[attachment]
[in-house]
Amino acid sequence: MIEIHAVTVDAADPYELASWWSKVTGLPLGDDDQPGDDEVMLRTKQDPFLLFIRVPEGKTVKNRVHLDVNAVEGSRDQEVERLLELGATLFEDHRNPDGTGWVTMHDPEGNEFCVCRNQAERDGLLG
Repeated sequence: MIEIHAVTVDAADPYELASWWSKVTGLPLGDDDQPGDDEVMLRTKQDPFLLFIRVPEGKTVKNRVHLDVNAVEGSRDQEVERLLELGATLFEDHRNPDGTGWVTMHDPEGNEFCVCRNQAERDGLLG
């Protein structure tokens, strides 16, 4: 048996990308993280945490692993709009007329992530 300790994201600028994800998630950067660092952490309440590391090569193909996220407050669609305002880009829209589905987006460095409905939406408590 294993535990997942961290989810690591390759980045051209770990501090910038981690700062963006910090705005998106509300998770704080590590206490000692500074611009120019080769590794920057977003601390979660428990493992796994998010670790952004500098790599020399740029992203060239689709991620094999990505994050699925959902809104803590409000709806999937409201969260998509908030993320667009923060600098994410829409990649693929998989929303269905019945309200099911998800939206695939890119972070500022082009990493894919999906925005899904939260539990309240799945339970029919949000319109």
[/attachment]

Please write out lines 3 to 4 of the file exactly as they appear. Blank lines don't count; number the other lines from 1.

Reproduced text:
Repeated sequence: MIEIHAVTVDAADPYELASWWSKVTGLPLGDDDQPGDDEVMLRTKQDPFLLFIRVPEGKTVKNRVHLDVNAVEGSRDQEVERLLELGATLFEDHRNPDGTGWVTMHDPEGNEFCVCRNQAERDGLLG
């Protein structure tokens, strides 16, 4: 048996990308993280945490692993709009007329992530 300790994201600028994800998630950067660092952490309440590391090569193909996220407050669609305002880009829209589905987006460095409905939406408590 294993535990997942961290989810690591390759980045051209770990501090910038981690700062963006910090705005998106509300998770704080590590206490000692500074611009120019080769590794920057977003601390979660428990493992796994998010670790952004500098790599020399740029992203060239689709991620094999990505994050699925959902809104803590409000709806999937409201969260998509908030993320667009923060600098994410829409990649693929998989929303269905019945309200099911998800939206695939890119972070500022082009990493894919999906925005899904939260539990309240799945339970029919949000319109």